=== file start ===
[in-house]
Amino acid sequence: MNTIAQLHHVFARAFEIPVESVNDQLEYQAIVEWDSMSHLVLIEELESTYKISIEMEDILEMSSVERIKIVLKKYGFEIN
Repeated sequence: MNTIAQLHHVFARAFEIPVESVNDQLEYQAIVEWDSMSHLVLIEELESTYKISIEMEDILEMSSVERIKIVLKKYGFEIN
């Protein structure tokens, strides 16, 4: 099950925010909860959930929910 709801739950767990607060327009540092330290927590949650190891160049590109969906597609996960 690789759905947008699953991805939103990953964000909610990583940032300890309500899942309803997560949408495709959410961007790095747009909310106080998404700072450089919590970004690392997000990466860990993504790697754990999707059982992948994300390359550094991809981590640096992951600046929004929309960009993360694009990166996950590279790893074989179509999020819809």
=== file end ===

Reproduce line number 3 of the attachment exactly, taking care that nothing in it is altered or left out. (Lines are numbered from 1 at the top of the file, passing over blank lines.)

Repeated sequence: MNTIAQLHHVFARAFEIPVESVNDQLEYQAIVEWDSMSHLVLIEELESTYKISIEMEDILEMSSVERIKIVLKKYGFEIN